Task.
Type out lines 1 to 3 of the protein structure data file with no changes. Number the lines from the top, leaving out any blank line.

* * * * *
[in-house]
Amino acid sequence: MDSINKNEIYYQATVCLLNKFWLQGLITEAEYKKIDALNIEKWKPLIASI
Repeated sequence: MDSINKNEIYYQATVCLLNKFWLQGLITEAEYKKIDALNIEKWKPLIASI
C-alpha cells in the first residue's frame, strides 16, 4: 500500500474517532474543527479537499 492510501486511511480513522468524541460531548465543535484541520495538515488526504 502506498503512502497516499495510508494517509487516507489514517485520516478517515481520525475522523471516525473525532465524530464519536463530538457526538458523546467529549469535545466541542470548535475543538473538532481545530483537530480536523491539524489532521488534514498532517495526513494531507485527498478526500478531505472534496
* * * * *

[in-house]
Amino acid sequence: MDSINKNEIYYQATVCLLNKFWLQGLITEAEYKKIDALNIEKWKPLIASI
Repeated sequence: MDSINKNEIYYQATVCLLNKFWLQGLITEAEYKKIDALNIEKWKPLIASI